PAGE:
gluing end grain

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I’m working on an octagonal table lamp. The base is oak. I crosscut 8 pieces at 22.5 degrees to form an octagon. I didn’t plan this out, as I usually don’t, and I ended up with 8 end grains to glue up. I’m afraid it won’t hold together well. I don’t have a biscuit joiner. Is there a way dodowel in or somehow put this together so it will be sturdy? A way that requires no special tools. Alternatively, will just gluing it be enough? Thanks.

Losing fingers since 1969

Brian. Check this out.

This might be what you need. More glue area.

Tor and Odin are the greatest of gods.

Bookmarked for later. Thanks! However, I already cut my pieces. LOL.

Losing fingers since 1969

Here is an idea. You would have to make a safe jig though.
Glueing alone would be ok but I wouldn’t count on it being a heirloom. Eventually the joints are going to break with the wood movement. Not sure how you’re attaching the lamp section to the base but you might gain enough strength with that attachment.
Here’s the idea, as always just conceptual to give you food for thought.

Thanks. I’ve been thinking about it since posting and that is more or less what I plan to do. What you’ve shown is more or less what I’ve cut so far except the pieces are not full pie shapes so there is a hole in the middle. That’s my usual non planning layout. LOL. So regardless I will need the bottom piece anyway just to hold the socket. I also plan to make some legs to go underneath. They will cross the joints so that will be some more protection. Im also thinking about cutting a groove into the front and back and making my own biscuits. That could end up being a nice color contrast too. Lots of things riling around my head at the moment including leaving work early. ;-)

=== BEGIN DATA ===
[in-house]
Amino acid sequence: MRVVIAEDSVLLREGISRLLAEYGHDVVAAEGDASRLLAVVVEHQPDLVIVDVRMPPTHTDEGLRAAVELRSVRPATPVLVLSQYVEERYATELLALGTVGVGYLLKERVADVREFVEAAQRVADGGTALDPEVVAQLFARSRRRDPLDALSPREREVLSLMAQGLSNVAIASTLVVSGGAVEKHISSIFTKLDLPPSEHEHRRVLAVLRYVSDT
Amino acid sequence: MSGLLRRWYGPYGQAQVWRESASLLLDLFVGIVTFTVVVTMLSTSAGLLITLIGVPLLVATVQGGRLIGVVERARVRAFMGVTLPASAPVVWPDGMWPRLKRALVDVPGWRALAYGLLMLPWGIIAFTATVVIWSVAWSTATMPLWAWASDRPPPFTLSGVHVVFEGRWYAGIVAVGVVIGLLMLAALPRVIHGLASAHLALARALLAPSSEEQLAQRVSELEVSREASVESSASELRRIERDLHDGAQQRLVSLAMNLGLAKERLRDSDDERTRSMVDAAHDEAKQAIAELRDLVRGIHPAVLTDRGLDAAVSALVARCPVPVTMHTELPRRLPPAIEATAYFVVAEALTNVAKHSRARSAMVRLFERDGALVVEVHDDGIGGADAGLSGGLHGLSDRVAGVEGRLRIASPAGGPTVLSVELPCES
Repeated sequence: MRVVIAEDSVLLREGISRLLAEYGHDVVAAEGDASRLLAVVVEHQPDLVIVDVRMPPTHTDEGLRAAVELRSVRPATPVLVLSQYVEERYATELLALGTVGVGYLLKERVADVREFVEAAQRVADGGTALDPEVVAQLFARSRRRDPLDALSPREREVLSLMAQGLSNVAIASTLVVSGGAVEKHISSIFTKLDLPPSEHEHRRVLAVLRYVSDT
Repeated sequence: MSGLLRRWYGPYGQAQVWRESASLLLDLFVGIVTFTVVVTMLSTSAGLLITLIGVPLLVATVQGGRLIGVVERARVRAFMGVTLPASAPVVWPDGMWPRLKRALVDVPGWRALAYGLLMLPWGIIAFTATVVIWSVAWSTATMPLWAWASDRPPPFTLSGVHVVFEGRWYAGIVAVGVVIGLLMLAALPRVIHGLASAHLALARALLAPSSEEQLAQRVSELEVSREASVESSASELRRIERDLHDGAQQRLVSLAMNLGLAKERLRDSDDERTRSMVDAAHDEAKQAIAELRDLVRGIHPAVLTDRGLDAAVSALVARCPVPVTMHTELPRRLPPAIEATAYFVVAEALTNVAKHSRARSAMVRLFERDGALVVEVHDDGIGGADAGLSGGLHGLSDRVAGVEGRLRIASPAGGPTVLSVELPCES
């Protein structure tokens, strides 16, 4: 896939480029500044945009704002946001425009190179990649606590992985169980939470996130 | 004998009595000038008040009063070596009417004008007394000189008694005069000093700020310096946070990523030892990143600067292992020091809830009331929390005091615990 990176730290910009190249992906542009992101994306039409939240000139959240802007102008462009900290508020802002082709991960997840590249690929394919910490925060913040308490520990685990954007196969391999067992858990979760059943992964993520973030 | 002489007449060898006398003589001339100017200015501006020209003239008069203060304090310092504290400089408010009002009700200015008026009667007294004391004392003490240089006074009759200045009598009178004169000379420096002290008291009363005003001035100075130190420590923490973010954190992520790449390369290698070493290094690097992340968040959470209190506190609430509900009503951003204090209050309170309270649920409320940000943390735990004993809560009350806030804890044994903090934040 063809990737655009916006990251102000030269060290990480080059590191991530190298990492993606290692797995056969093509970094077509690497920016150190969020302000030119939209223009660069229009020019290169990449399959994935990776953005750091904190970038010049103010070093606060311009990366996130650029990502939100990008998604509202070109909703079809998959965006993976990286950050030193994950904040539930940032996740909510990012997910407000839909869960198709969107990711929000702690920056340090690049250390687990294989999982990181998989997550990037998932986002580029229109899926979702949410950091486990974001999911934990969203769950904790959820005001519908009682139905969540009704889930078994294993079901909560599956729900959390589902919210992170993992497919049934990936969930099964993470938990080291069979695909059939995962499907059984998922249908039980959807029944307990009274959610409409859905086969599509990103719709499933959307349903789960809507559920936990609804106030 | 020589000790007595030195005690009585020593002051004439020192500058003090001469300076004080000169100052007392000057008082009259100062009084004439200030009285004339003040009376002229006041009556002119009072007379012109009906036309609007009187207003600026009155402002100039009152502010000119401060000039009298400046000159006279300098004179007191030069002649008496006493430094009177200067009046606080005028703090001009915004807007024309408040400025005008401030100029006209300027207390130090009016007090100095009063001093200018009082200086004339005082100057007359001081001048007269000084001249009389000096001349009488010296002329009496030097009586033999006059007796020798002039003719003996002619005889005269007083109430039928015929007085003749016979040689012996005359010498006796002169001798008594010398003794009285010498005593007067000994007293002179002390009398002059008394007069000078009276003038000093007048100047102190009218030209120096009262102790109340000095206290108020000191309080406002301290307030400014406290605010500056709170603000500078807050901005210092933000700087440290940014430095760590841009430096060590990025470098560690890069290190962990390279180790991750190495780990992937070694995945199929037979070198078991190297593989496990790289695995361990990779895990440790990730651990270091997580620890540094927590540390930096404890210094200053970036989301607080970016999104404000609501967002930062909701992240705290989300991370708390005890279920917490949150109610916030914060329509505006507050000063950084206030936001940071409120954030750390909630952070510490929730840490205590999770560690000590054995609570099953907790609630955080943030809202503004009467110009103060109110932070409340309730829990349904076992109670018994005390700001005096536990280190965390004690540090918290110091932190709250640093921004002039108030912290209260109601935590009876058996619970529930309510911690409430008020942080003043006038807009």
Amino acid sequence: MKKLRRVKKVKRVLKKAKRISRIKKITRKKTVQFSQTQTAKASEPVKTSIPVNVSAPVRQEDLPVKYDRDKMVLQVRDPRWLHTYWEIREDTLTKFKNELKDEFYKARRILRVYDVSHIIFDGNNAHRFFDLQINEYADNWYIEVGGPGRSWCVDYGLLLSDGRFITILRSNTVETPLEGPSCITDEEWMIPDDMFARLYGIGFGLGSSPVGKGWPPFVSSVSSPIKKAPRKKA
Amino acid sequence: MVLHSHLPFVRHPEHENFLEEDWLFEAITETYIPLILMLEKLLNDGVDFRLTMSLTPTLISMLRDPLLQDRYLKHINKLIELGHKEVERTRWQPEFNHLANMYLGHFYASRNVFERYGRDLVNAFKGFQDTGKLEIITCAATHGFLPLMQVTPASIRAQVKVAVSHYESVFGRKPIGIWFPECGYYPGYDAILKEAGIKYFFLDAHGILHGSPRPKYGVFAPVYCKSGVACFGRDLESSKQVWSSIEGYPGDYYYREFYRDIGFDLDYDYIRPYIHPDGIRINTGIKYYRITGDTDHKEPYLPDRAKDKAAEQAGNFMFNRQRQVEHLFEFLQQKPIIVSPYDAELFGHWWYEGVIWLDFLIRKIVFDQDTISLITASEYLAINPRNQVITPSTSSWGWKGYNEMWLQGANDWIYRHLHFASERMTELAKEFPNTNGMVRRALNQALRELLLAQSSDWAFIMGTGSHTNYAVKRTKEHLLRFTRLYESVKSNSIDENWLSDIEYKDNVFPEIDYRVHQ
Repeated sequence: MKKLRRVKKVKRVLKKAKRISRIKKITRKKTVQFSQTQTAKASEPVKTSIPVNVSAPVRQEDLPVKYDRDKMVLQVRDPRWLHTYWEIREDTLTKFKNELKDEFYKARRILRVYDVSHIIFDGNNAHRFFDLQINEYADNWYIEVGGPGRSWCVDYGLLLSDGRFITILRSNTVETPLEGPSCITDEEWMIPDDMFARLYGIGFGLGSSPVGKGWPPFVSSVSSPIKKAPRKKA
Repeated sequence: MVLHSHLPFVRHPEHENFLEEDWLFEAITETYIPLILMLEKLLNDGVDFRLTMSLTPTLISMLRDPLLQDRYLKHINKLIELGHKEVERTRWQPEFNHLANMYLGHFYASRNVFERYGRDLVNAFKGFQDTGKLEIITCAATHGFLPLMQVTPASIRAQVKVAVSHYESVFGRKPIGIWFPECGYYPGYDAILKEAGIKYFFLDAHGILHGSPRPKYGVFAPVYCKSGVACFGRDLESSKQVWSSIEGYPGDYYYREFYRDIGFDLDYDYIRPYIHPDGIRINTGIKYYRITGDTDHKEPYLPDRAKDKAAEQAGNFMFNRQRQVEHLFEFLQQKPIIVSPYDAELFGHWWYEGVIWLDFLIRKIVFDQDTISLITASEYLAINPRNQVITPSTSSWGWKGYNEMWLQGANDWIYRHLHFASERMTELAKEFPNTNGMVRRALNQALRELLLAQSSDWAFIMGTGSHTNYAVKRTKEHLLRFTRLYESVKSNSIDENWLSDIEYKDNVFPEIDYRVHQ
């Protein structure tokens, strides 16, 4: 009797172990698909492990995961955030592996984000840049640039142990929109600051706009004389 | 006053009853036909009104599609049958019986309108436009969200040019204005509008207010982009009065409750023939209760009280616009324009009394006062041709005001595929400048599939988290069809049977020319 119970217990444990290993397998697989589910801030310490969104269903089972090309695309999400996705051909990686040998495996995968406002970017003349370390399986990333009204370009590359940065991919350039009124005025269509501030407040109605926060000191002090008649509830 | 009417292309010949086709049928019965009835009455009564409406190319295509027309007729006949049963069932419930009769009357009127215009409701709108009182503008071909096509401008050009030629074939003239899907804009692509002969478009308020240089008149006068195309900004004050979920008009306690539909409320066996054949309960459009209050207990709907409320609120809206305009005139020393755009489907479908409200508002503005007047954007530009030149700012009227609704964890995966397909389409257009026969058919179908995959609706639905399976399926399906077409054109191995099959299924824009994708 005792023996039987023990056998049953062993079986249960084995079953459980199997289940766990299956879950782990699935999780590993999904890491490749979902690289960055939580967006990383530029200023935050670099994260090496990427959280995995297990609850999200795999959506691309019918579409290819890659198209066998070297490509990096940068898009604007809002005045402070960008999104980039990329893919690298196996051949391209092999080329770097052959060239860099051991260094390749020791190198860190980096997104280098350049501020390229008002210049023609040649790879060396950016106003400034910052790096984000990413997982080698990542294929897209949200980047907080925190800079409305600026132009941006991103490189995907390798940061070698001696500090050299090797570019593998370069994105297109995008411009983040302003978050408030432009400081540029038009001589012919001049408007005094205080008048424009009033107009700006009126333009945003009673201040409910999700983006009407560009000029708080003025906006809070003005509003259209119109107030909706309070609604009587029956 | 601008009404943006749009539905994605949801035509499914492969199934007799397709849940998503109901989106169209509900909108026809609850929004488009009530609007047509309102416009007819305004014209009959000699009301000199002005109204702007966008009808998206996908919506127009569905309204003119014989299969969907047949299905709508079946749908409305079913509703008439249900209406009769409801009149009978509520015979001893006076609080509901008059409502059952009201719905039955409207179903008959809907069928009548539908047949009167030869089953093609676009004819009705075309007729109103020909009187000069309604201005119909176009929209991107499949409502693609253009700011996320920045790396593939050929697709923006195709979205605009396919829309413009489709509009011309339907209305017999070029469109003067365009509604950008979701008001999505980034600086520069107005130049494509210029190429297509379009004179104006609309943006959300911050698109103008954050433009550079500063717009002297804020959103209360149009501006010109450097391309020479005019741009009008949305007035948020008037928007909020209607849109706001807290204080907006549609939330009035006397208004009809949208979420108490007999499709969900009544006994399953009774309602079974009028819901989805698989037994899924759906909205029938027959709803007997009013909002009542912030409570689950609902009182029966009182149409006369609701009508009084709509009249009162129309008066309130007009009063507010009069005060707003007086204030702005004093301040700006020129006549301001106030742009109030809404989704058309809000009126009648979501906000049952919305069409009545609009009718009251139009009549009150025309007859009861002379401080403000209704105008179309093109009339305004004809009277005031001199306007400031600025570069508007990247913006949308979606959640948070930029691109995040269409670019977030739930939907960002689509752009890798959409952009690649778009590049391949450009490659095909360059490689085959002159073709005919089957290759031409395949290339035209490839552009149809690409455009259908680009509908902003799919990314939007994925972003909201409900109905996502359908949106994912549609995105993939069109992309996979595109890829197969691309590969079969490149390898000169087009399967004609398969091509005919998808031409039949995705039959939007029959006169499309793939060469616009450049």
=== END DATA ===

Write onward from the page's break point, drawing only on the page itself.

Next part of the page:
Losing fingers since 1969

You can use pocket hole screws on the bottom section.

Bently’s method will help tremendously with the glue up.

I am sure you know that already but those pieces are going to walk a marathon the minute you apply clamping pressure unless you make a clamping jig. I experienced that trying to glue the octagonal table sometimes ago.

Abbas, Castro Valley, CA

I think I’m going to head over to harbor freight tomorrow to pick up a belt clamp or whatever they call those things. Also, your picnic table inspired me to do some curved laminate legs for an outside table for packages my wife wants me to make. Yep, Douglas fir tubafores and all. I have plenty of scraps laying around.

Losing fingers since 1969

I solved the puzzle by adding a tiny loose tenon between each segment. I cut a slot using only my regular blade 3/8" deep. Then I cut the tenons 3/4" wide and the thickness of the blade. It took a little experimentation to get the correct thickness. Here are some pictures.

Cutting for thickness.

Dry fit.

Here’s a bunch ready to cut down to size.


Worked out well. I trimmed the tenons with a jigsaw then sanded them down flush.

Losing fingers since 1969

That looks like a perfect solution. You nearly quadrupled the gluing surface. Great call!

Where are the band-aids?---Pro Libertate!

Yes and cross grain gluing. It should hold up well.

Losing fingers since 1969

Clever. I love this site.

-- Alec (Friends call me Wolf, no idea why)